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(photo credit: AP)
A think tank at the Interdisciplinary Center (IDC) in Herzliya has given its conditional support to the Arab Peace Initiative.
According to a report released by the IDC's Lauder School of Government, Diplomacy and Strategy, Israel's security, economy, and international standing would improve if Prime Minister Binyamin Netanyahu's government declared that it accepts the Arab Peace Plan, with the following five reservations: That the Palestinian state should be demilitarized; Palestinian refugees could be allowed to return only to the Palestinian state, or only a small number be allowed to live in Israel; terror against Israel would be halted immediately, and terrorist infrastructure dismantled; security arrangements would be made, and the large settlement blocs would be preserved, as part of a land swap.
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The original Arab plan, first proposed by King Abdullah of Saudi Arabia in 2002 during an Arab League summit in Beirut, calls for an end to the Arab-Israeli conflict through the normalization of relations between Israel and the Arab world.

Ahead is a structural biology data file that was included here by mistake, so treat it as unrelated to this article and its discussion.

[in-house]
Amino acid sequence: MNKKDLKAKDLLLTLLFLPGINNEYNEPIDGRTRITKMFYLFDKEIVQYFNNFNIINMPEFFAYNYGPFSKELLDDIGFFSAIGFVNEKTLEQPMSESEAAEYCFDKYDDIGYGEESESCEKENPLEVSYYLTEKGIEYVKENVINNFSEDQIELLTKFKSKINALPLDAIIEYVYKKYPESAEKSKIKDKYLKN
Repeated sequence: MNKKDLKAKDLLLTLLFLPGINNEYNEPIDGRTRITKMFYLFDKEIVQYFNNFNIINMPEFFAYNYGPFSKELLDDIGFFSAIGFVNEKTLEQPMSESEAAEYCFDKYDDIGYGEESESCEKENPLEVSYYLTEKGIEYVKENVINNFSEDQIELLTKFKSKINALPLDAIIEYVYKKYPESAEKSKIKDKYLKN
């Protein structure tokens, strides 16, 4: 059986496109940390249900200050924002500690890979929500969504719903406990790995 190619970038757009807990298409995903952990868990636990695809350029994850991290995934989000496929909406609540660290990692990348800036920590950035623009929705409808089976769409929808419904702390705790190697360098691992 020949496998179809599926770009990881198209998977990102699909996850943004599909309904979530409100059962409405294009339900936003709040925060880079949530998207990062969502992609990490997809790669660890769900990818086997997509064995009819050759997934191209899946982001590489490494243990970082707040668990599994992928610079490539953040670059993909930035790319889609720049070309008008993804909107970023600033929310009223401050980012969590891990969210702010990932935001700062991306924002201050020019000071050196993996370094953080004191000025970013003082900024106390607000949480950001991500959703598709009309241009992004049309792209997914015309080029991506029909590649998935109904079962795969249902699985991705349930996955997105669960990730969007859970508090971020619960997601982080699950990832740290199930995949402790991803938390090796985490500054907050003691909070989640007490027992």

It stipulates that Israel withdraw completely from the occupied territories, agree to a "just settlement" of the Palestinian refugee issue based on United Nations Resolution 194, and accept the creation of a Palestinian state in the West Bank and Gaza with East Jerusalem as its capital.
The Arab world, in return, would form a comprehensive peace agreement with Israel and pledge security guarantees to the country, thereby putting an end to the conflict.
The Israeli government has yet to take an official stance on the plan, but the authors of the IDC report say it is in Israel's best interests to accept it.
"To counter the Iranian threat, there is common ground among the Gulf States, the Egyptians, the Palestinian Authority and Israel, and the basis for establishing this alliance is the Arab peace plan," Professor Alex Mintz, the report's lead author, was quoted as saying by United Arab Emirates daily The National.
The report comes amid an impasse in the recently relaunched negotiations between Israel and the Palestinians.
Professor Mintz, an expert in political psychology and decision-making, along with other researchers from the Lauder School, created a computerized model for analyzing and predicting scenarios and decisions that Israel could take to advance its interests in the region.
"After examining all the scenarios, the report came to the conclusion that the Arab Peace Initiative is the most suitable step for Israel, and I think its worth looking into," Professor Galia Golan-Gild of the Lauder School told The Jerusalem Post
"The Initiative has been sadly neglected despite the fact that it has come to provide what Israel has been seeking - an end to the conflict, acceptance in the region, security. I think this an extraordinary step," she said.